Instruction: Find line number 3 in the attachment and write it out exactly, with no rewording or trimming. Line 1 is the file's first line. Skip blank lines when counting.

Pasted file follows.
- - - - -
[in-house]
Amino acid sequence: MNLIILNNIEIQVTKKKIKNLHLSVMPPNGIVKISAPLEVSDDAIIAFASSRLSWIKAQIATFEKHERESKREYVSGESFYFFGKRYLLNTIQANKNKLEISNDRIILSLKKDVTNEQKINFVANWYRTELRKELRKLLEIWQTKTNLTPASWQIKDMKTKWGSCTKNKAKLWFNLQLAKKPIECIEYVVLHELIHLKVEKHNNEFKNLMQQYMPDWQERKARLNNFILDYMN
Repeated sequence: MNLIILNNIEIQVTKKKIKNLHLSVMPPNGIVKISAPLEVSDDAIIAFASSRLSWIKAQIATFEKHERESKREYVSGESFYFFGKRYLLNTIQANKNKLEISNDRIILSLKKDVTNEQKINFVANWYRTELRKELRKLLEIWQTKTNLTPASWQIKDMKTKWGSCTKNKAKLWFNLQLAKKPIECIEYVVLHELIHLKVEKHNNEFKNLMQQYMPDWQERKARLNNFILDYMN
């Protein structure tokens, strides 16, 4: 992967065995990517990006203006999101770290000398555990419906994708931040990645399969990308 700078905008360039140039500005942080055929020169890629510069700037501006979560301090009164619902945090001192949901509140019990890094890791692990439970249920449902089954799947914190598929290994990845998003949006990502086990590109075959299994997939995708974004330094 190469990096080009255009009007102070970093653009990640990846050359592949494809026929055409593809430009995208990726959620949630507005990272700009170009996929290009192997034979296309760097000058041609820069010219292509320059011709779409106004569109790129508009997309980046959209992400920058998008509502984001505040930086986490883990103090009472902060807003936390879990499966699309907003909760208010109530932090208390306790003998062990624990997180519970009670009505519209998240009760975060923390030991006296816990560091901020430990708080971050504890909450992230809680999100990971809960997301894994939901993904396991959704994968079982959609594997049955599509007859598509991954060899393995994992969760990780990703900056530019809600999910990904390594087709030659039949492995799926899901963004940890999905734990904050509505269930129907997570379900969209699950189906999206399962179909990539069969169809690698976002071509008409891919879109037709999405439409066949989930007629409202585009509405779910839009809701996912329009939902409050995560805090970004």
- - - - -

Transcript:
Repeated sequence: MNLIILNNIEIQVTKKKIKNLHLSVMPPNGIVKISAPLEVSDDAIIAFASSRLSWIKAQIATFEKHERESKREYVSGESFYFFGKRYLLNTIQANKNKLEISNDRIILSLKKDVTNEQKINFVANWYRTELRKELRKLLEIWQTKTNLTPASWQIKDMKTKWGSCTKNKAKLWFNLQLAKKPIECIEYVVLHELIHLKVEKHNNEFKNLMQQYMPDWQERKARLNNFILDYMN